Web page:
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Rose Lane Project could worsen traffic issues the city hopes to fix, buy reducing lanes of travel

Stakeholders in the Hillsdale Community are very concerned PBOT is plowing ahead with the Rose Lane Project at a time when the problem they are thinking about solving does not exist. Under present traffic conditions, the Rose Lane Project on Capitol Highway will not speed up buses one bit. The proposed pilot project for Capitol Highway would make one of the two lanes in each direction between Barbur Boulevard and Bertha bus only. Taking that lane of vehicle traffic away may fractionally reduce Tri Met times under pre-pandemic conditions times but would send hundreds of drivers into our no-sidewalk narrow street neighborhoods or cause them to drive many extra miles.

COURTESY PHOTO: DON BAACK - Writer: PBOT's plans for Rose Lane bus project ignores traffic needs, constraints in Southwest Portland.The Rose Lane projects elsewhere in the city have been installed in locations where the alternative parallel routes for impatient drivers go along streets with sidewalks and areas with well developed bicycle networks. Due to Southwest Portland's unique topography, varied terrain and limited through street that is not the case in Hillsdale.

PBOT's website for the Capitol Highway Rose Lanes says, "Staff are seeking public input on streets that should be monitored" and asks, "Where should we focus limited monitoring and mitigation resources?" What they should be asking is "Is this a reasonable project for Hillsdale's substandard street network and the businesses along Capitol Highway that depend on the drive through traffic?"

Our main concerns are on the westbound route. Specifically, the proposal provides just one lane of Capitol Highway for cars and trucks headed westbound. What happens when Terwilliger southbound backs up because there's only one lane to turn right onto? Drivers looking to avoid congestion by driving on Southwest Westwood and Southwest Cheltenham wouldn't likely observe the speed limit along those two narrow twisting no-sidewalk streets. Many drivers will be directed by the GPS in their car looking for the fastest way to get to their destination. PBOT does not control those algorithms.

Another concern: Traffic from Barbur Boulevard southbound trying to turn onto Capitol Highway would conceivably back up at rush hour as the flow of vehicle traffic is cut in half with just one lane for cars instead of the current two. Parkhill Drive off of Barbur will become a much used alternative route in spite of its 3 blind curves and narrow non sidewalk streets. Wouldn't extra miles driven to avoid congestion negate the reduction of exhaust emissions, one of the major goals of Rose Lanes?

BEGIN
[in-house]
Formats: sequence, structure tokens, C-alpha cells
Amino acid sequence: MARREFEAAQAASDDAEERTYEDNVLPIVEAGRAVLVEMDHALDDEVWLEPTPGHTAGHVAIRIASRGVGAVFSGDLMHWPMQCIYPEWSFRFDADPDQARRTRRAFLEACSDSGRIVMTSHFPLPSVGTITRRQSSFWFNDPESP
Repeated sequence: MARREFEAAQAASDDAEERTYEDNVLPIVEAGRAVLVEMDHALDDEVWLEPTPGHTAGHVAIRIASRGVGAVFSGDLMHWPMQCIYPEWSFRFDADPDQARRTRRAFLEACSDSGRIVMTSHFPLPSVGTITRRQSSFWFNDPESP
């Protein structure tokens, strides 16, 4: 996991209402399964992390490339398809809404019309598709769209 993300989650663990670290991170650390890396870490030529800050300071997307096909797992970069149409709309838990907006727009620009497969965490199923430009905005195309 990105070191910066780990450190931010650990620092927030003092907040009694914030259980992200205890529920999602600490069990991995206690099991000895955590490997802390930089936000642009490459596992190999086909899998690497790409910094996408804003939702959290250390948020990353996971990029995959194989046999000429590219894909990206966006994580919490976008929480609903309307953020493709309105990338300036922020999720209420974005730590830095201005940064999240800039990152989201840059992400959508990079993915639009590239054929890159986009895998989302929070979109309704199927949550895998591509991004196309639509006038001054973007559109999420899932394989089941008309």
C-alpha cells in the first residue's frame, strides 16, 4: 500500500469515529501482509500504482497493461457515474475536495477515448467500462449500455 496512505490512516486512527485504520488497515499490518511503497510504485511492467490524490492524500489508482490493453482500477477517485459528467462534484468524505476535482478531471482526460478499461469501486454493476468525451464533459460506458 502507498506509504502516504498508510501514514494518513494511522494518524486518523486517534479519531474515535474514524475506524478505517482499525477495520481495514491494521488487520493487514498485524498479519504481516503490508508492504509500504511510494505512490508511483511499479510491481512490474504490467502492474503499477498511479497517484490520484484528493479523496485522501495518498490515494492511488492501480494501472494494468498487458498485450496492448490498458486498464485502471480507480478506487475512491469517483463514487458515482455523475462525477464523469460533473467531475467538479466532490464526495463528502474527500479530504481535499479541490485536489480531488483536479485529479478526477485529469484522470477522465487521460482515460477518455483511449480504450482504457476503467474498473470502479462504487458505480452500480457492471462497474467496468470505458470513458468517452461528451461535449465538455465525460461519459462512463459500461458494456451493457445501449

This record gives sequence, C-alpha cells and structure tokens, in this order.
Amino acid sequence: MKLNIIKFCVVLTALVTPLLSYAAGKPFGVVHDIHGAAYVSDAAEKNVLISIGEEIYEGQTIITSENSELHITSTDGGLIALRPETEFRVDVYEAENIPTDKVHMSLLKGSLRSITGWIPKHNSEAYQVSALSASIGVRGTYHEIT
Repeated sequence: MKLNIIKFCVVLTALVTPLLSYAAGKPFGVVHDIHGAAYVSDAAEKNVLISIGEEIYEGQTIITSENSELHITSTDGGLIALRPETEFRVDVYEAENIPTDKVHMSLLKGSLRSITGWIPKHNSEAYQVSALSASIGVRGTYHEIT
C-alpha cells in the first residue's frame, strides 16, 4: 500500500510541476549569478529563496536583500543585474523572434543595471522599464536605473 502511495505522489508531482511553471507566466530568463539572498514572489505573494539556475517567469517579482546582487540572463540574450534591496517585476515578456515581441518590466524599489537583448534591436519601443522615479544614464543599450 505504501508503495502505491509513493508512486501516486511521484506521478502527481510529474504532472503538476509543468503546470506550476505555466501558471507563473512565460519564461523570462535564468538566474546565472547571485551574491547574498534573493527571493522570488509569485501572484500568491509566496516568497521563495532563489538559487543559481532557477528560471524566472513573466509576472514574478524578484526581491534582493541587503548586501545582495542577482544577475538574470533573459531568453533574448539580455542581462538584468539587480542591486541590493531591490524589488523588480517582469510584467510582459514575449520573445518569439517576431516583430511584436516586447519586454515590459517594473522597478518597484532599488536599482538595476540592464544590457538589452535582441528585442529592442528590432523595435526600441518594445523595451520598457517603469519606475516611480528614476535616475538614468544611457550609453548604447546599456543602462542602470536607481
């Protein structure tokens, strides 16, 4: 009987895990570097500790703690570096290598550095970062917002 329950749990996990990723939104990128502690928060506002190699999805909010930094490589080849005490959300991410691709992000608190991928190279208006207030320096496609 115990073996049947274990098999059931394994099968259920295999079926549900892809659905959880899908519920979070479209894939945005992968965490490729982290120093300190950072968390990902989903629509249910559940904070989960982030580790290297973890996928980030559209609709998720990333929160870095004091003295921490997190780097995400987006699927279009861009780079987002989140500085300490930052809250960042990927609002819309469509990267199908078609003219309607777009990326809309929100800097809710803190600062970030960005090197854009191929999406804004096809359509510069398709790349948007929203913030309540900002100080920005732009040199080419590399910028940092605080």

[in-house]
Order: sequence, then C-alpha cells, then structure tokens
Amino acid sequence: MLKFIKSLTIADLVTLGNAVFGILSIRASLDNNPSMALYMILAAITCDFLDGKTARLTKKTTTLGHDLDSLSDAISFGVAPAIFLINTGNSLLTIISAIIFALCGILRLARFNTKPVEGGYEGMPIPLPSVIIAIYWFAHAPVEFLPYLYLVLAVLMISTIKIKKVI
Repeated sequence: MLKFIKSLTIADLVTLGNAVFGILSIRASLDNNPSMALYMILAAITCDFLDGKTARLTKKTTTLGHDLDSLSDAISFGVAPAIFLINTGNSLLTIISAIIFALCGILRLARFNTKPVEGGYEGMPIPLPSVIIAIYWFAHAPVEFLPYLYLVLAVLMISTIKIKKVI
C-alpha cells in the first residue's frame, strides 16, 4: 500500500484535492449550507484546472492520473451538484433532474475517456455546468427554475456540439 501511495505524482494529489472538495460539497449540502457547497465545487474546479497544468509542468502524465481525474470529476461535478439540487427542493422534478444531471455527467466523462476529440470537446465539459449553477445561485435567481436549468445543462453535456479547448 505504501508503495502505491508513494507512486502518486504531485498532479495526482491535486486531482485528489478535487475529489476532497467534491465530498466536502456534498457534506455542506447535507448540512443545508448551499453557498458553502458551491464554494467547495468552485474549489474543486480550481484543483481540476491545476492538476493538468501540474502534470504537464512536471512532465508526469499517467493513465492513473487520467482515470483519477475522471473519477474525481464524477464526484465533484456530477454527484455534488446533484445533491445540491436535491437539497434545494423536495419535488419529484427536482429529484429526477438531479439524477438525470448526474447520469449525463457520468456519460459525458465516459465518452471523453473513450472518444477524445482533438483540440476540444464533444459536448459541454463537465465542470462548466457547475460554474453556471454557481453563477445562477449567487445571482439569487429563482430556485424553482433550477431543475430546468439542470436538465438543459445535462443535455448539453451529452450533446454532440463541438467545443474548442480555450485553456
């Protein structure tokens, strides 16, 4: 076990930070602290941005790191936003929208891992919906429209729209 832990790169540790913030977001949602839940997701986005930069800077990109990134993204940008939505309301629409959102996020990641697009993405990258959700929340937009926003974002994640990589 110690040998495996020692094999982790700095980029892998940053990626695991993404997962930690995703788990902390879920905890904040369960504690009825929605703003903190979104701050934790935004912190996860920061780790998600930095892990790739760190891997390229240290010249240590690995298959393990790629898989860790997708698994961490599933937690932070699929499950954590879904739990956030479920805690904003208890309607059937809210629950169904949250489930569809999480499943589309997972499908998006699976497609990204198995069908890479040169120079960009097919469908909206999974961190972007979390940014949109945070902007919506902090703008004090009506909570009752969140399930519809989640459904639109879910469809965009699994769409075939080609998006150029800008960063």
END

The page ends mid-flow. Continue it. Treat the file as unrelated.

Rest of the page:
As for getting people out of their cars, there's not a lot of reliable data indicating how fractionally (1 minute) reducing the time of the Tri Met commute through Hillsdale would make enough of a difference to get car commuters to buy a Hop Fastpass and start riding the 54 Line.

PBOT's proposal to implement this reduction in vehicle lanes with a promise to mitigate the affected streets is another promise that many doubt will be fulfilled. As we all know, PBOT moves at a glacial speed if at all in calming traffic on our streets. Have you seen a street with speed bumps that has an average speed under 25 miles per hour? And, we have been waiting 26 years for the planned sidewalks on just one side of the street along Capitol Highway from Burlingame Avenue to Terwilliger! So much for believing they will do anything to mitigate problems.

PBOT in deciding this is an important project has not taken into account the effect on the Hillsdale Business Community which depends to a great deal on the traffic that passes through Hillsdale on Capitol Highway. Do they care? The flyer they recently distributed is misleading in that they show three lanes of traffic coming from the east to Sunset Boulevard. The third land is a left turn lane, but their brochure does not show it that way. The business owners fear the red painted bus lanes will cause people to avoid turning into the parking lot of the Hillsdale Shopping Center. The business community question's whether these changes will make Capitol Hwy a safer street.

The Hillsdale Neighborhood Association and the Hillsdale Business and Professional Association have prepared a very detailed set of questions that we feel is important that PBOT answer before deciding if the Capitol Highway Rose Lane Project should proceed. The questions and a map of the streets that we expect to be impacted by the closure have the vehicle lanes westbound on Capitol Highway can be seen at SWTrails.org/rosebus.


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